The real bully in "The Karate Kid" isn't a Cobra Kai — it's that insecure sociopath Daniel LaRusso

He may look sweet and innocent in that image, but he's a stone-cold bully who picks every fight in the film

Scott Eric Kaufman
August 24, 2015 9:57PM (UTC)

In graduate literature seminars across the country, you'll find eager students doing their damnedest to produce superficially clever, "contrarian" readings of works of literature. Part of the reason is how little gold's left in classic works of literature after a century and change of interpretative strip-mining -- and part of it is simply because graduate literature seminars are populated by people heavily invested in being considered clever by their peers.

Reading "against the grain," as the practice is often called, is why Dickens novels in which the narrative vehemently militates against the legitimacy of child labor become cultural artifacts complicit in its perpetuation, or anti-fascist, feminist utopian novels are revealed to be fascist, anti-feminist dystopian fictions.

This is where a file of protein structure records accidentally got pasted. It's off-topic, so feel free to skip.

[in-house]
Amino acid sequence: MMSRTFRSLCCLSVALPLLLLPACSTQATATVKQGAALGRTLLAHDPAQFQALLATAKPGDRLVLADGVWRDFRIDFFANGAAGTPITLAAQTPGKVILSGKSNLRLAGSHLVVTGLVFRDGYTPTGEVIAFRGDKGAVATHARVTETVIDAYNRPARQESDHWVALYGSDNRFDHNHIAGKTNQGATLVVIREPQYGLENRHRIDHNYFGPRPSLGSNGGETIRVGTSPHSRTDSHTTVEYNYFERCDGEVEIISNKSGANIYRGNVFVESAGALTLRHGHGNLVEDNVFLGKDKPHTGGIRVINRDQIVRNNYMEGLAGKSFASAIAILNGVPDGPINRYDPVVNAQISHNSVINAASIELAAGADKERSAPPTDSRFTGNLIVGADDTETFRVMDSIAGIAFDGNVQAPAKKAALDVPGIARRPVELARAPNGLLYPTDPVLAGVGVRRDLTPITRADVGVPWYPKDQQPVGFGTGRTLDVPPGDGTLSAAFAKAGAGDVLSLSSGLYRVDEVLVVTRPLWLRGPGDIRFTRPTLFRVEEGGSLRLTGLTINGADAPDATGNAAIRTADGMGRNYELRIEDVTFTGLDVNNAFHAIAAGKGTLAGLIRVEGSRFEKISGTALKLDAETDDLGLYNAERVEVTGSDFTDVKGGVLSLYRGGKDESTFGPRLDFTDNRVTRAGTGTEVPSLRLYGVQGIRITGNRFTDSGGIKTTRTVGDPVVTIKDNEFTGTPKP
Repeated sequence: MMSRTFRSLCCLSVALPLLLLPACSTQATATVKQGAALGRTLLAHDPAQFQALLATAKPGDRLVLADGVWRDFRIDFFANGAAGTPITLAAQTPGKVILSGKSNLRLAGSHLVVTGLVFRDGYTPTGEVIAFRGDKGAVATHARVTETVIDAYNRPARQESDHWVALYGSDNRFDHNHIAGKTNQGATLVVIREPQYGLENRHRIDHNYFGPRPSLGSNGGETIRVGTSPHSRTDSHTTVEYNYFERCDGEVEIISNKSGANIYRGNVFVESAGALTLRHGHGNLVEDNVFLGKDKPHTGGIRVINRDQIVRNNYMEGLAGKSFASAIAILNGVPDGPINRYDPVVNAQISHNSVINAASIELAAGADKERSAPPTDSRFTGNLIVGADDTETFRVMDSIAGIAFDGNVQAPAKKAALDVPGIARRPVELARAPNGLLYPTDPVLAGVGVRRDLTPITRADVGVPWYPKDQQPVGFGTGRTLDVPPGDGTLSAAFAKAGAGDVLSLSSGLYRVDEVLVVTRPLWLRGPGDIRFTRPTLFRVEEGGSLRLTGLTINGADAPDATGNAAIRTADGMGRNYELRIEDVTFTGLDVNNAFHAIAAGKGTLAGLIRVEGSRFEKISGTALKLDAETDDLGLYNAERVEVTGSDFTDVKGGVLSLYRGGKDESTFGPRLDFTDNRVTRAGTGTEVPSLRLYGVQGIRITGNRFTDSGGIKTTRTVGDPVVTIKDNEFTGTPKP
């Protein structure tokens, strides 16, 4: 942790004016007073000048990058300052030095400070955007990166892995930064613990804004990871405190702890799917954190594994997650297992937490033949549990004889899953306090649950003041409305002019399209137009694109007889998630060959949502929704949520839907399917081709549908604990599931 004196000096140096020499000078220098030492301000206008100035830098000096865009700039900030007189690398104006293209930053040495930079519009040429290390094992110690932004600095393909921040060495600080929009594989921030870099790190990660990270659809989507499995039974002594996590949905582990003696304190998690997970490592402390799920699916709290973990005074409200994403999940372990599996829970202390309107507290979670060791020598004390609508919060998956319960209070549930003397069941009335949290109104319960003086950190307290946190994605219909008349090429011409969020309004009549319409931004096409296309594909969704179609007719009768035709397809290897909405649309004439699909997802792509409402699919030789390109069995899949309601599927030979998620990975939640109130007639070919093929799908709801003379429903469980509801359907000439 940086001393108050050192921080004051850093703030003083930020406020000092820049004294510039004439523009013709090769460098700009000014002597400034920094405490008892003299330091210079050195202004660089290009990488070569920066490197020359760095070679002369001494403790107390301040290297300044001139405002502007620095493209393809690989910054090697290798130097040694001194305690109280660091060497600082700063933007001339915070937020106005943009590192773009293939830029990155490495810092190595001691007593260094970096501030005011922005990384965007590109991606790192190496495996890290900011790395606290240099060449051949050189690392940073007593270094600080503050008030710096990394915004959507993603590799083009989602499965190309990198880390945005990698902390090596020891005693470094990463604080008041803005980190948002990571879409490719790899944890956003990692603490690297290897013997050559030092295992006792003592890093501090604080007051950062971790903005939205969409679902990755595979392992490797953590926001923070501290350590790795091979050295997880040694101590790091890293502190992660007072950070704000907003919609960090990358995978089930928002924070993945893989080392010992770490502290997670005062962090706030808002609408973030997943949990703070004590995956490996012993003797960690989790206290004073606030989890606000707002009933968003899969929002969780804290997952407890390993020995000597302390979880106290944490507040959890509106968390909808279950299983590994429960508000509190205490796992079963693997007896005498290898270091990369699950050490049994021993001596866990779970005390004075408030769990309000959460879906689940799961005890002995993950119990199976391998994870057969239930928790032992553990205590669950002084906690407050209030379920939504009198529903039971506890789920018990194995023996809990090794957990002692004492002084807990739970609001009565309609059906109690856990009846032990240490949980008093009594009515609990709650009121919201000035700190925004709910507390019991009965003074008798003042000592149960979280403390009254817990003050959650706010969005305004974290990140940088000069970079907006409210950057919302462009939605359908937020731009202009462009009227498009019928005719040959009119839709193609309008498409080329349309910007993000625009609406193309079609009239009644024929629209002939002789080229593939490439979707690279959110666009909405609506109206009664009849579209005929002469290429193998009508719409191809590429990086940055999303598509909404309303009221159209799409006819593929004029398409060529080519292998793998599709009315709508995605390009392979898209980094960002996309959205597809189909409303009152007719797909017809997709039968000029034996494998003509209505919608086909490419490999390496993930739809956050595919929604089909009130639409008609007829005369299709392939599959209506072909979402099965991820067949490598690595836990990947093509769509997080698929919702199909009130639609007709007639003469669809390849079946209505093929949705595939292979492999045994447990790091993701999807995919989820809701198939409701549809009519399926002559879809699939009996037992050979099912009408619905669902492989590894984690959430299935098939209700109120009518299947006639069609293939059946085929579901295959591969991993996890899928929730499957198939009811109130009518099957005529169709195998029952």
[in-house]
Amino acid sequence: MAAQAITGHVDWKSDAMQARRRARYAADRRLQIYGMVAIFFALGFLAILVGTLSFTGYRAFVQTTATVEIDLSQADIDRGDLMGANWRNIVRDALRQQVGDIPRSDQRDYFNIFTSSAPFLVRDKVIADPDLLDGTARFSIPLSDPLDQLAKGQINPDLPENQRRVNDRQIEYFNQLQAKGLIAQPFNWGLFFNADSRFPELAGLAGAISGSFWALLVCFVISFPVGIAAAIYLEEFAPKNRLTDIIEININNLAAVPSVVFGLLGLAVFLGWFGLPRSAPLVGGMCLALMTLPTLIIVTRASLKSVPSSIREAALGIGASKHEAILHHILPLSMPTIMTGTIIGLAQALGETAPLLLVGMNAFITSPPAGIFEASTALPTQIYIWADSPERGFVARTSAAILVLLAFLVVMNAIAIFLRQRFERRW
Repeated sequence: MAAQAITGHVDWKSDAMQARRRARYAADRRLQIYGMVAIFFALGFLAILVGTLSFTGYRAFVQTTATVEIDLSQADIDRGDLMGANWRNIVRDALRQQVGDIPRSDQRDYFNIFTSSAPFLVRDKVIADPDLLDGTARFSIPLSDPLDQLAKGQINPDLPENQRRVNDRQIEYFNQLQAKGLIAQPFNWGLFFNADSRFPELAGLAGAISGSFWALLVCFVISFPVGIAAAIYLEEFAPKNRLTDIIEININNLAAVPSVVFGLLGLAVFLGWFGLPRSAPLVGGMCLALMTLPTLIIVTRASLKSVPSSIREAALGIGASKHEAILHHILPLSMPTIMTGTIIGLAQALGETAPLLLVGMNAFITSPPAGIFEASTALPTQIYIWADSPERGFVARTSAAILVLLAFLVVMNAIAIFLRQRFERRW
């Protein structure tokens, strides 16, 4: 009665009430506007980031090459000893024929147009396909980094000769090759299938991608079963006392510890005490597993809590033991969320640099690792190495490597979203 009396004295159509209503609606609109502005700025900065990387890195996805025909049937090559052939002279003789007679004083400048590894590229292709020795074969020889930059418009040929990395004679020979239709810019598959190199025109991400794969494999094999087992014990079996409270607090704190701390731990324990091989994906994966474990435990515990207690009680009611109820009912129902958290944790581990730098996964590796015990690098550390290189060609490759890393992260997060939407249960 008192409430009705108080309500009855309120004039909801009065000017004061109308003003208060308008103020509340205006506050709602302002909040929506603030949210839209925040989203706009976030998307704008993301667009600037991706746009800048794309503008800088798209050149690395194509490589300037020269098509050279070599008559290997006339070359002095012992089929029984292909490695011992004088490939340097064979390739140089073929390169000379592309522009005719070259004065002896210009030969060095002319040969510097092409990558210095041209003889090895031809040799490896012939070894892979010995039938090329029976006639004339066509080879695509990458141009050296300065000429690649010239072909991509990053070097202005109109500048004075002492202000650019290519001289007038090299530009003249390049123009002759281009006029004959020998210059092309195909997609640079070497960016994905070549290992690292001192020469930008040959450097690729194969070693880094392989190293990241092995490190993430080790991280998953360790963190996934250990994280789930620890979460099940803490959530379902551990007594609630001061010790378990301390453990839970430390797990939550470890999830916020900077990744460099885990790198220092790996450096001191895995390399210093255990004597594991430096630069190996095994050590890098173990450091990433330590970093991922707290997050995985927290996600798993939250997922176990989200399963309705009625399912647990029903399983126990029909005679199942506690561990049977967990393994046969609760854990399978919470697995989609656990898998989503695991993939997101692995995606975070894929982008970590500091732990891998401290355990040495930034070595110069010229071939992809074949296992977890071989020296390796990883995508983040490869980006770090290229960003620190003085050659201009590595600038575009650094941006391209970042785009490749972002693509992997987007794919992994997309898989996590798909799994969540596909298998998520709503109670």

All of which is only to say that as someone with a Ph.D. in English Literature, I pretty much find these paint-by-number acts of analytic contrarianism just as formulaic as the interpretations they aim to displace. But occasionally I stumble across one so compelling that I'm brought right back to those heady days of reflexive contrarian thinking and all I can do is sit back and start the slow-clap.

Today is one of those days:

Scott Eric Kaufman

Scott Eric Kaufman is an assistant editor at Salon. He taught at a university, but then thought better of it. Follow him at @scottekaufman or email him at

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